Peter Allen Hoffmann (2011)


Peter Allen Hoffmann

Art Korea (English translation)

News from Abroad – Chicago
Peter Allen Hoffmann: When the Cathedrals Were White

April1 – May 21, 2011
Thomas Robertello Gallery, Chicago

Writer/Gun-Young Jang
Majored in Living Design in Yonsei University,
Majoring in Fine Art in School of Art Institute of Chicago

P. 146

At one of the representative galleries in the West Loop in Chicago, is Peter Allen Hoffmann’s solo exhibition, When the Cathedrals Were White. Hoffmann is a New York, Brooklyn based artist. He shows eighteen landscape, still life and abstract oil paintings in this exhibition. Born in 1979, this young artist’s exhibition brings a fresh perspective to the first exhibition in a new location for the young and experimental Thomas Robertello Gallery.

As we can see from the name of the exhibition, Hoffmann is inspired by ‘When the Cathedrals Were White’ by Le Corbusier, a French Modernism Designer. Based on Le Corbusier’s idea of Reflection, Hoffmann reinterprets reflection as mirror to the artist and viewer, as memory, the effect that light and water create, and the implied time in the images. For example, in Journal he varnishes over the skull image so that when the viewer confronts the painting, there is an illusion that she/he is reflected in a mirror. Hoffmann also indirectly reveals these themes in The Sea, The Sea, his landscape painting of the sky and the sea, by providing the relationship between horizontally divided parts.

Hoffmann shows the theme of Reflection directly and indirectly. The size of most of his paintings are 12 × 12, and these small images are originated from many sources, such as landscape, abstract, and still life. The most impressive aspect is that he naturally unites all the different imagery, such as a Courbet still life and an Albers abstraction, in the theme of Reflection. It is as if he throws a question at himself and then suggests answers through various works that are liberated from format.


Although Hoffmann tries to answer the questions through various means, it is sudden and wondrous when we see his still life paintings, such as Pomegranate 3 (2011), since he has previously been drawn mostly to landscape and abstract painting. However, we can understand his intention once we realize that he is influenced by the still life paintings of Courbet, who was a master of realism in 19th century. Courbet mostly had been dealing with landscapes of nature and daily lives of people. After he became a prisoner as a result of The Paris Cummune in 1871, he realized that he was no longer able to access these subjects. Instead, he started drawing still life paintings with subjects that he had access to, such as fruit. Still Life with Apples and Pomegranate (1872) is a good example. It is very interesting that Hoffmann seems to wittily reflect his personal situation or experience to Courbet’s story.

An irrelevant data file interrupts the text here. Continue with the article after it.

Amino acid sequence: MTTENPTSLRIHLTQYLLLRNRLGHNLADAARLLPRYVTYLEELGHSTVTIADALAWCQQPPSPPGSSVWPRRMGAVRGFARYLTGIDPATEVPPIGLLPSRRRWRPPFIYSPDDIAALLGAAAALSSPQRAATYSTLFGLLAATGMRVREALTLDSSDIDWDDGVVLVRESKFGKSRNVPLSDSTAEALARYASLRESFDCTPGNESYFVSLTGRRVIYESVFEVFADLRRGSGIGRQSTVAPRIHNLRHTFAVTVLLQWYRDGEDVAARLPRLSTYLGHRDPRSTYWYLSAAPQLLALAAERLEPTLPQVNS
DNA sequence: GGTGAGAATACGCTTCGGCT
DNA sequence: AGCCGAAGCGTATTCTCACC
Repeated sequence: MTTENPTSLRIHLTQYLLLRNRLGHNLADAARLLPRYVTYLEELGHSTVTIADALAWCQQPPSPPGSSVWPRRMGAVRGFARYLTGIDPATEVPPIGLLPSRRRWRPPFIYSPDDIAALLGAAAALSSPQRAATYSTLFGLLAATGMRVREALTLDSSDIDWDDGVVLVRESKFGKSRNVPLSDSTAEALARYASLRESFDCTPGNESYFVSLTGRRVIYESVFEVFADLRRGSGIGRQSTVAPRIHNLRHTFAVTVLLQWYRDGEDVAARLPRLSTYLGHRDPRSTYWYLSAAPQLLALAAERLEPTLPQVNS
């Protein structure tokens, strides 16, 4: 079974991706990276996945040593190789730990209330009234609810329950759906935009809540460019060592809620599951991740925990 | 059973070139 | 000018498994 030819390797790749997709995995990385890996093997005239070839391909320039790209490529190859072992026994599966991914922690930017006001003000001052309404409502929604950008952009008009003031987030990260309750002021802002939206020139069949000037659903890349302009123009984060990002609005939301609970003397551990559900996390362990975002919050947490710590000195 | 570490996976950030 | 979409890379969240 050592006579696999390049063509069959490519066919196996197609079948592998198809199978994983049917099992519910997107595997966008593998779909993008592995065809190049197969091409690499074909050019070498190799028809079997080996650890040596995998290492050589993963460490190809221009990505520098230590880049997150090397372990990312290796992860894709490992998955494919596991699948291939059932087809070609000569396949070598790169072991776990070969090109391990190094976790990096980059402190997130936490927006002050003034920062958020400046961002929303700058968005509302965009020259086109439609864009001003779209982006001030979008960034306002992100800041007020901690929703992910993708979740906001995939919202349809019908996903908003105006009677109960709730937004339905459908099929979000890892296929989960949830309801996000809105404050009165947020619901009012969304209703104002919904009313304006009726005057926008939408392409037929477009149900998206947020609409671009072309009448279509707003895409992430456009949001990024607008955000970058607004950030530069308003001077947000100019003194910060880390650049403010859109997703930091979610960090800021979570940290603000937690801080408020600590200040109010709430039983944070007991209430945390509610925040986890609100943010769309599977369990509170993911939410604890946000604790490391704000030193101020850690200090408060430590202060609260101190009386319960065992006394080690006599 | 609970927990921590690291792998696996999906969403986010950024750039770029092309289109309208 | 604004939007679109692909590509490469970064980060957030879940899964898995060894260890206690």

The landscape paintings that are based on Hoffmann’s memory show his ability to profoundly express the intended theme. He works carefully, following a detailed plan of every small element such as lines, sides, or faces. Therefore, the brushstrokes are visibly revealed in his paintings but there is no single element that pops out of the entire image. When the viewer sees these deliberately tuned images, they circulate their perspective for the overall flow of the image rather than any specific element of the image. Eventually, they perceive the piece as a comprehensive impression. Through this process, they receive the feeling as if endless time is accumulated in a sight, and that this is the quality of enormous time that Hoffmann wanted to capture in these small canvases.

Hoffmann began his study in the Hudson River School that suggested American Romantic Realism landscape. This probably influences his detailed and delicate works. Hoffmann’s sixth solo exhibition will be a pleasant gift for contemporary people who have gotten used to senseless provocative images. It will give them a quiet and slow time of contemplation.

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